A warm meal, a helping hand
Story and photos by Gregg McQueen
This Thanksgiving season will be a little brighter for some area residents, thanks to efforts from the Food Bank for New York City (Food Bank), which prepared “Thanksgiving to-go” meals to feed the hungry in some of the city’s most vulnerable neighborhoods.
This past Sun., Nov. 24th, renowned chefs Mario Batali and David Burke joined volunteers at the Food Bank’s Community Kitchen on 116th Street in Harlem to cook and pack 1,000 ready-to-eat meals.
Other celebrities dropped by throughout the day to lend a hand, including Food Network personality Sunny Anderson, actor Kevin Bacon, musician Ahmir “Questlove” Thompson and model Selita Ebanks.
The packaged meals were distributed the following day to recipients in the Bronx in dire need of food assistance, including seniors and children.
Meals were delivered to East Concourse Senior Center on East Tremont Avenue, PS 18X School on Morris Avenue, Moore Senior Center on Jackson Avenue and Morris Innovative Senior Center on East 181st Street, among other locations.
At the Community Kitchen, volunteers sliced and diced ingredients and also baked 2,000 chickens, used in place of turkeys due to faster cooking time, which allowed more meals to be prepared. Also included with the meals were traditional Thanksgiving trimmings like stuffing and cranberry sauce.
“Anytime we can help people in need, it feels great,” said Batali, who came with his wife and children to help in the kitchen. “It’s important that we do what we can.”
Burke, who is active in charity work, had spent the previous day distributing food at the New Jersey shore, in areas affected by Hurricane Sandy.
“It’s in a chef’s nature to be hospitable,” he said.
“Especially around this time of year, you realize how much it means to help others.”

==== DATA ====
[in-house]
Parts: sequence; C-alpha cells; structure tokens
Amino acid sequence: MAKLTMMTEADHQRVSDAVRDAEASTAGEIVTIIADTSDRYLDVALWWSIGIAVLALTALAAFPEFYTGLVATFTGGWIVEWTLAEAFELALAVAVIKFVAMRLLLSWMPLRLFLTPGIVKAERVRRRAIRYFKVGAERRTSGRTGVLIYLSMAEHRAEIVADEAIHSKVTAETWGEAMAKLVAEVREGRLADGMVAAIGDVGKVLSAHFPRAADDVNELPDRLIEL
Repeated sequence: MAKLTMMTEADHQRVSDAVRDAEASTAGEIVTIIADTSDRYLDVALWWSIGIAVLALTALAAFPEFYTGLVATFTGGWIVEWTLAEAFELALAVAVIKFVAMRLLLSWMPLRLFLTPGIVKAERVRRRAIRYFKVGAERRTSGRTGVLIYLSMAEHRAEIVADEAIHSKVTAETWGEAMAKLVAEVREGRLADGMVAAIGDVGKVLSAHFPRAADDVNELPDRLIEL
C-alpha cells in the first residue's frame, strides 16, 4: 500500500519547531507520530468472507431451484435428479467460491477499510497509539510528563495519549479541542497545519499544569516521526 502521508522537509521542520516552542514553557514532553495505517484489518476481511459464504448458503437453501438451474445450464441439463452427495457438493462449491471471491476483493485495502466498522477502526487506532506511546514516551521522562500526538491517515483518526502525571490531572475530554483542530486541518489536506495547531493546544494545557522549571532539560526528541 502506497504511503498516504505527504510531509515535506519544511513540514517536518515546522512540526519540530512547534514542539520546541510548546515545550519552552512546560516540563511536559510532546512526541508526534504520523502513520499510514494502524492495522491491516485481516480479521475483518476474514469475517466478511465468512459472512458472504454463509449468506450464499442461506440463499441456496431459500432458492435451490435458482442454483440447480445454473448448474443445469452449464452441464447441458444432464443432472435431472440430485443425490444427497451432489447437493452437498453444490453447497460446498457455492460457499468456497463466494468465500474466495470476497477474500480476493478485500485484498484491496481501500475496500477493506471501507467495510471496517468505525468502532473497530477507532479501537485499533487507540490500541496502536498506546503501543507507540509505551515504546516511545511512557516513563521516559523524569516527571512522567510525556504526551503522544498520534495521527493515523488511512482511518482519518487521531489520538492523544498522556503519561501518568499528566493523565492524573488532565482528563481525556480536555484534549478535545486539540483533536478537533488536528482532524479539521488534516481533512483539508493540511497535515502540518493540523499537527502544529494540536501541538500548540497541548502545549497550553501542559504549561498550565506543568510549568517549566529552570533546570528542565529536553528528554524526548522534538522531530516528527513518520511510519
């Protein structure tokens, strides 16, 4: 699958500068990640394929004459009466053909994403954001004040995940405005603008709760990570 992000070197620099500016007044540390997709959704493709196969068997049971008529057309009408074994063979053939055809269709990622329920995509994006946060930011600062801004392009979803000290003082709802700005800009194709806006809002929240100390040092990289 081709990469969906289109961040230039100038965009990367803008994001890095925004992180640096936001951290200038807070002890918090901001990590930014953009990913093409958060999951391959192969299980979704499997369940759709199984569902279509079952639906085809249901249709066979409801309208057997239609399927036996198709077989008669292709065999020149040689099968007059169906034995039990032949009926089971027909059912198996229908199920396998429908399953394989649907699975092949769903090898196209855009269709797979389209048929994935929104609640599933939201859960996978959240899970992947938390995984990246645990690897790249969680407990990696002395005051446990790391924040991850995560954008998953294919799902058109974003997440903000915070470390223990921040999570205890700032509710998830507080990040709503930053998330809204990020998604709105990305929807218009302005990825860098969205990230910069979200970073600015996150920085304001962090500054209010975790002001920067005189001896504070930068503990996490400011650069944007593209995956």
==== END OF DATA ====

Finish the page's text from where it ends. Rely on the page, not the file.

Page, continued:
Though the focus on this day was providing some relief during Thanksgiving, Food Bank’s Harlem site functions year-round as a full soup kitchen, offering dinner service Mondays through Fridays to those who need hot meals.
“We’re feeding more than 600 people on each of those days,” said Daryl Foriest, director of food distribution for the Community Kitchen.
Lines for the soup kitchen have grown noticeably longer since the November 1 government cuts to the Supplemental Nutrition Assistance Program, formerly known as food stamps. It is expected that the cuts will result in nearly two million New Yorkers having less money for food each month.
“You have families who make decisions every day on whether to pay rent, get medication, or put food on the table,” said Foriest.
“If we can eliminate one of those burdens, I think it will be a more festive and enjoyable holiday for them.”
Batali added, “Hunger is the the most pathetic of human conditions, especially in this country, which is the richest of all.”
The Community Kitchen also runs a pantry service that allows low-income New Yorkers to select fresh produce and packaged food items themselves in a supermarket-style setting.
In addition to food services, the site offers visitors help with financial planning, tax preparation and nutrition education.
“If someone comes in for a meal, we’re going to find out if there’s something else we can do for them,” explained Foriest. “That way when people leave here, they can look forward to tomorrow.”
Foriest surveyed the bustling scene in the kitchen and smiled.
“When you see these amazing volunteers and celebrities coming together to help those less fortunate, I think that’s what represents Thanksgiving ― the spirit of giving back.”
To find out more about the Food Bank for New York City and its programs, please visit Foodbanknyc.org or call 212.566.7855.
The Food Bank’s Community Kitchen and Food Pantry is located at 252 West 116 Street near Eighth Avenue. The soup kitchen is open for dinner Monday through Friday from 4 p.m. – 6 p.m.